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How To Mount a Directory to Another Location – Linux/BSD

So most people in the know have probably heard of symlinks. They are the way to make one point in a filesystem refer to another. However, symlinks are sometimes glitchy and don’t work within a chroot. That’s why you can mount a directory on Linux and BSD.

Directory mount structure on Linux
The Linux/UNIX Filesystem

I figured out how to do this yesterday because I wanted my friend to help me with some configuration files in a Minecraft Server. It was not as simple as giving him access to the MC server’s group and creating a symlink to the directory.

The reason he couldn’t access it is that it is within my home directory, and my servers have a systemwide umask that prevents people from cd’ing into home directories other than their own. So, I had to figure out something innovative to allow him to cd into and then edit the server files. That was when it came to me… “What if I could mount a directory in a different place!?” So, here I am, making a tutorial on this subject so the world can know how to do this as well.

Diagram of Umasks
Diagram of Umasks

How to Mount a Directory into a Different Location in Linux

This one works pretty simply. If you are doing this to share files with a different user, you will want to chown the folder and its children to <yourusername>:<group>. And then, you will want to add the user to the group. Check out https://www.howtogeek.com/50787/add-a-user-to-a-group-or-second-group-on-linux/ for how to add users to groups.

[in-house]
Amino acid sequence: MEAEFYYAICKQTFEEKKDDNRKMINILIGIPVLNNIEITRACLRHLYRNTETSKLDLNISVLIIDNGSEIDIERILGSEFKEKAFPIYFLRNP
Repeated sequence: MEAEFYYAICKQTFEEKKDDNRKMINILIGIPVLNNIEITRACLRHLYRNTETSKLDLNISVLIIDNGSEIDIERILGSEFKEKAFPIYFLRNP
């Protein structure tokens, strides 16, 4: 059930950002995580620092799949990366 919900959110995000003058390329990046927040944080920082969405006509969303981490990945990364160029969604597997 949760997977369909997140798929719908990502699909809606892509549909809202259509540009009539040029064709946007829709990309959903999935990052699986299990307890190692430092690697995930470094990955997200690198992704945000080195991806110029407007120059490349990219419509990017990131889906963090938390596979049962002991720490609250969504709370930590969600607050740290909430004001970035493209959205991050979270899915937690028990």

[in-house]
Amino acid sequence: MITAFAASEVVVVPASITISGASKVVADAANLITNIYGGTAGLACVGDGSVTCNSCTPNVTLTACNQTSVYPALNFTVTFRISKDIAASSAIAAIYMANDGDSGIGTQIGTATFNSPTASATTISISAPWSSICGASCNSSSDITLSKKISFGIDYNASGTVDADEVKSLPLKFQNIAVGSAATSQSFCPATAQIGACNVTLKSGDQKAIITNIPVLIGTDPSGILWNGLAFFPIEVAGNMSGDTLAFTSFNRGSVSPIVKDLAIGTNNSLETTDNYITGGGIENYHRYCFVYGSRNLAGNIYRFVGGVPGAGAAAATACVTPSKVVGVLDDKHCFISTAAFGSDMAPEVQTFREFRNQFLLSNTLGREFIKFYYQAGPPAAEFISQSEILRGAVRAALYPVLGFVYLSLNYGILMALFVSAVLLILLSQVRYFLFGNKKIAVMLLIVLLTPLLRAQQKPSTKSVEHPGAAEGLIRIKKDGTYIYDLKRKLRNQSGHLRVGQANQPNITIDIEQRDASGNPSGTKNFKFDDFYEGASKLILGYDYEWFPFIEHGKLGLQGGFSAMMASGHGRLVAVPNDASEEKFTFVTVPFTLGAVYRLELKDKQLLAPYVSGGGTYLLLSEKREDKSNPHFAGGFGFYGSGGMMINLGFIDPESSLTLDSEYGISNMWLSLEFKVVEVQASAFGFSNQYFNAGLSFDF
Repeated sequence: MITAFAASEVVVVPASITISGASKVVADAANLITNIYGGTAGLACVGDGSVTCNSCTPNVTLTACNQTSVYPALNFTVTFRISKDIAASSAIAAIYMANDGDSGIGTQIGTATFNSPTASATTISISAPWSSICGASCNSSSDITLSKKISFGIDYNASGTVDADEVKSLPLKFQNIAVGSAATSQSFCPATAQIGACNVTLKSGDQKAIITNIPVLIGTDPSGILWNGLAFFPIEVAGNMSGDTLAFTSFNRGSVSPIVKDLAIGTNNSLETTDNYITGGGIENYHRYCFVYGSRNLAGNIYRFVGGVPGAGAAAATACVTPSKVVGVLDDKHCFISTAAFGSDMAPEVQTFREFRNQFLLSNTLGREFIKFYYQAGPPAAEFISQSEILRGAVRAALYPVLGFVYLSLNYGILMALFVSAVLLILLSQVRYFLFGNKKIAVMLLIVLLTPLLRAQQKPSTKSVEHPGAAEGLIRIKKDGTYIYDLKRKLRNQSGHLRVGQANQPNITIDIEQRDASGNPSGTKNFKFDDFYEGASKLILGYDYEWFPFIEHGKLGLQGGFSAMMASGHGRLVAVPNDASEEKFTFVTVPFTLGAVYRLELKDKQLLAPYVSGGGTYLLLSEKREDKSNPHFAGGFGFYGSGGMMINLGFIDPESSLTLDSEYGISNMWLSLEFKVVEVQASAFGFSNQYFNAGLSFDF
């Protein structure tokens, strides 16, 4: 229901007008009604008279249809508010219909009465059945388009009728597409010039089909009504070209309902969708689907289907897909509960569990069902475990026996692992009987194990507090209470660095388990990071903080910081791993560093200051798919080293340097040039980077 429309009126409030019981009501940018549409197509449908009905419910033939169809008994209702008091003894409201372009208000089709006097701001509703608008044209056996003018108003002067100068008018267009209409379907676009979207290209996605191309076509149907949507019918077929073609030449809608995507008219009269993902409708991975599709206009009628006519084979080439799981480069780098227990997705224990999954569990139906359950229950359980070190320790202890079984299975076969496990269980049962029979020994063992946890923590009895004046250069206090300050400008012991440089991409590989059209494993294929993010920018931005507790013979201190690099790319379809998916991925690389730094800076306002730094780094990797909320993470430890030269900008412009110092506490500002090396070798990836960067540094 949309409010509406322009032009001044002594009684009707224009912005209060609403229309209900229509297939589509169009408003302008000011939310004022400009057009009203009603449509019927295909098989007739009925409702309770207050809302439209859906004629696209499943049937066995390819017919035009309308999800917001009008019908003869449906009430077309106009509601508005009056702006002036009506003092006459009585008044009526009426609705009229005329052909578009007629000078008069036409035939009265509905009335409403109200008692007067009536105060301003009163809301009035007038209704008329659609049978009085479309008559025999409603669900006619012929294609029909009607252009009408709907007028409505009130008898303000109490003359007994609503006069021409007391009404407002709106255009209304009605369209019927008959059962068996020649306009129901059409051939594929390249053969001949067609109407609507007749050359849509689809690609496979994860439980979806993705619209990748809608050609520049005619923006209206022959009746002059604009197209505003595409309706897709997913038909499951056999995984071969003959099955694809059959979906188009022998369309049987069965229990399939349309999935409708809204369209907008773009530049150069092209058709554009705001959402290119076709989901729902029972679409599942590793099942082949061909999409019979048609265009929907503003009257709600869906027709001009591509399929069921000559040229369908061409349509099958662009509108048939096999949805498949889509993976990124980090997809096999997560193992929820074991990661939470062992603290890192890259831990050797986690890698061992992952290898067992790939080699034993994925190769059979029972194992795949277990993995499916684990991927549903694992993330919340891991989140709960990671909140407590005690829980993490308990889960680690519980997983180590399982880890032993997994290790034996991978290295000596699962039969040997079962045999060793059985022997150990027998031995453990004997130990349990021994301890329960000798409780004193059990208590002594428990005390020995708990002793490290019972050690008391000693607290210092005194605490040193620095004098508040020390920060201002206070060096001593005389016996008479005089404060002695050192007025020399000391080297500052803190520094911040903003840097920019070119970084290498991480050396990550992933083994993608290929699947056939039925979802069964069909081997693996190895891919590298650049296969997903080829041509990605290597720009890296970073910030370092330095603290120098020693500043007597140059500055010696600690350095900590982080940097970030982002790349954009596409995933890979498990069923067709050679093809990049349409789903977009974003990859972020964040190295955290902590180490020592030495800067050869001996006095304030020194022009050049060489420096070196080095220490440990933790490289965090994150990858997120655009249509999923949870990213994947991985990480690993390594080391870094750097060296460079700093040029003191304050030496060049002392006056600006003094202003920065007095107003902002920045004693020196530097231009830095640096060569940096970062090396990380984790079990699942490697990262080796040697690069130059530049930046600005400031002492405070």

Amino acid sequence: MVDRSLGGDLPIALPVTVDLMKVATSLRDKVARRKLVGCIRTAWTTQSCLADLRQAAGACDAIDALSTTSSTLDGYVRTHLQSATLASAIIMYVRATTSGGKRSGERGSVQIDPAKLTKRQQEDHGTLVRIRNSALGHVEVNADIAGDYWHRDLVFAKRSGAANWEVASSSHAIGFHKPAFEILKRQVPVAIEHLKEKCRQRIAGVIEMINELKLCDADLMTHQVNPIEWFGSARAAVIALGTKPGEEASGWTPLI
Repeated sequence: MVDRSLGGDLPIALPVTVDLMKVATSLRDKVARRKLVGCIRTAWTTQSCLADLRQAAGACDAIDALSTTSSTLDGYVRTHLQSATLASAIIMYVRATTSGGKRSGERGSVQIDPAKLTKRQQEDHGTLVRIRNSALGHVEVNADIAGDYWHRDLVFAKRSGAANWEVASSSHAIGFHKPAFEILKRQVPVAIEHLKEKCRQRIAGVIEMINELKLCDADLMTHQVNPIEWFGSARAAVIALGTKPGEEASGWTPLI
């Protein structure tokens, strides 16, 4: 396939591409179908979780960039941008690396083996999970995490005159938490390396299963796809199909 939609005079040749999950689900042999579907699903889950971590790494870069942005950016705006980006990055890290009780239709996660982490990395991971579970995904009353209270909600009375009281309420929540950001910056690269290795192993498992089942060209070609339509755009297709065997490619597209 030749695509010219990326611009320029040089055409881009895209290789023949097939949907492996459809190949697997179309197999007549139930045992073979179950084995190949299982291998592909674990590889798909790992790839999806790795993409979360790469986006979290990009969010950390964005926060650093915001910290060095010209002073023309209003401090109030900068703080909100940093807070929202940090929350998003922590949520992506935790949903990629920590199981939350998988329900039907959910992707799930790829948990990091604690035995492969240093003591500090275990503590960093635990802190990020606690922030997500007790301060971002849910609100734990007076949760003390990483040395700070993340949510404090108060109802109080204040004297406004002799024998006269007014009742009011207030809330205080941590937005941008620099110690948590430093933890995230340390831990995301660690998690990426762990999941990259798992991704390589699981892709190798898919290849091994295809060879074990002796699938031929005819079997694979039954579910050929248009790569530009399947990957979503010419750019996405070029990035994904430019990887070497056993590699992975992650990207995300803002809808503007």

Now, all you need to do is mount it. Luckily, in recent versions of the Linux kernel, this is made easy. Enter in the following command:

sudo mount --bind /path/to/original/directory /path/to/mountpoint

Once you do that, you’re good to go. Happy sharing!

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Mounting a Directory to a Different Location in FreeBSD

I am doing this tutorial specifically for FreeBSD because they actually removed the filesystem type that allows this to happen in OpenBSD. After all, there are obvious security issues to this if not done properly, but as long as you’ve been using the command line for long enough and you know what you’re doing, it’s really not an issue. (Sorry, OpenBSD users.)

The command for this is pretty simple. Obviously, you’ll want to chown the directory and its children to the proper group, and then add your friend to the group if you’re doing this for sharing purposes, but once you’re done with that, just run this command as root:

mount -t nullfs /path/to/original/directory /path/to/mountpoint


Well, I hope I helped the few people in this world that actually have this problem. If you’re interested, you should join our discord. We’re always looking for Linux and BSD users as those people tend to fit in well in our community. So, if you’re interested, come on over! https://discord.gg/rftS5NA

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